Share the Wealth: Teaching students to be savvy savers

Saving money is an important skill today's youth need to learn. Statistics show that 50 percent of Americans have less than one month of savings for emergency situations. Teachers can contribute greatly to educating students, regardless of their grade level, on the importance of savings.

What is saving versus investing? Saving is storing away a portion of your money safely for short-term needs such as upcoming expenses or emergencies. The savings typically earns a low fixed rate of return. Investing is taking a risk with a portion of your savings and purchasing stocks or bonds in hopes of obtaining a greater return.

Why is it important to save? There are many reasons, including being prepared for emergency situations, planning for large purchases, retirement, safety, security, and growth of funds.

Here are some tips for students on establishing good savings habits:

  • Create a budget. A budget serves as a guideline for spending and saving.
  • Pay yourself first. Deposit a predetermined amount of money in your savings account first, then proceed with paying your weekly and monthly expenses. If you pay your expenses first—waiting to see what is left over before you put anything into savings—you won't save as much.
  • Take advantage of bank technology. If you receive your paycheck by direct deposit into your checking account, consider setting up automatic transfers from your checking to your savings account.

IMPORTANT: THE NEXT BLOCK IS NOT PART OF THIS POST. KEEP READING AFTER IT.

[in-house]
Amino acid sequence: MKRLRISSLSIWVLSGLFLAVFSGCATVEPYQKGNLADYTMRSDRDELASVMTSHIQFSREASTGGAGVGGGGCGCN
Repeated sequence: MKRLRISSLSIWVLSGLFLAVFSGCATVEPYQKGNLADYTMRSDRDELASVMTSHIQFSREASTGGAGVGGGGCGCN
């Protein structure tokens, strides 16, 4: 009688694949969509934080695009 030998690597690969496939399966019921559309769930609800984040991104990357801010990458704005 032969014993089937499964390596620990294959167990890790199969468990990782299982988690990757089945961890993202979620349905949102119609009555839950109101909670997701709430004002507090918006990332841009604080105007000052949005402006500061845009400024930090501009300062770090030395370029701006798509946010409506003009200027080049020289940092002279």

Students can choose from several types of accounts students for saving:

  • A traditional savings account generally requires only a low minimum balance, earns interest, and promotes saving by limiting limits the number of withdrawals that the accountholder can make.
  • A certificate of deposit (CD) requires a higher minimum balance, has a guaranteed rate of return, and prevents the holder from withdrawing funds on demand for a fixed amount of time—for example, three months, six months, one year—without incurring a penalty.
  • A money market account is similar to a checking account that earns interest except that it requires a higher minimum balance, earns a higher interest rate, and limits the amount of checks the accountholder can write.
  • It's important for students to learn the features and benefits of each type of account as well as to research the products available at various banks in their area so they can make an informed decision regarding their finances.

    Keith Astuto of South Miami Senior High School wrote the winning lesson plan for the 2010 Lesson Plan of the Year Contest. In The Bank of Good Habits , a four-lesson unit, students explore many concepts on saving and investing. Lesson 1 addresses the definition of "wealth" using the video Building Wealth. Students learn about the type of financial planners they are by identifying themselves as "planner," "impulsive," "struggler," or "denier." They discuss financial goals, spending, saving, and budgeting and learn about compound interest and the "rule of 72." In Lesson 2, students track their personal expenses, examine types of bank accounts and investments, and learn about the relationship between risk and reward. In Lesson 3, students examine the financial implications of emergency situations by viewing Katrina's Classroom, a DVD with lesson plans about young people who lived through Hurricane Katrina in 2005. In Lesson 4, students participate in an investment simulation and a classroom banking simulation, both of which apply concepts featured throughout the unit. Teachers can continue the banking simulation throughout the school year if they choose.

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    By Marycela Diaz-Unzalu, economic and financial education specialist, Miami Branch
    February 28, 2011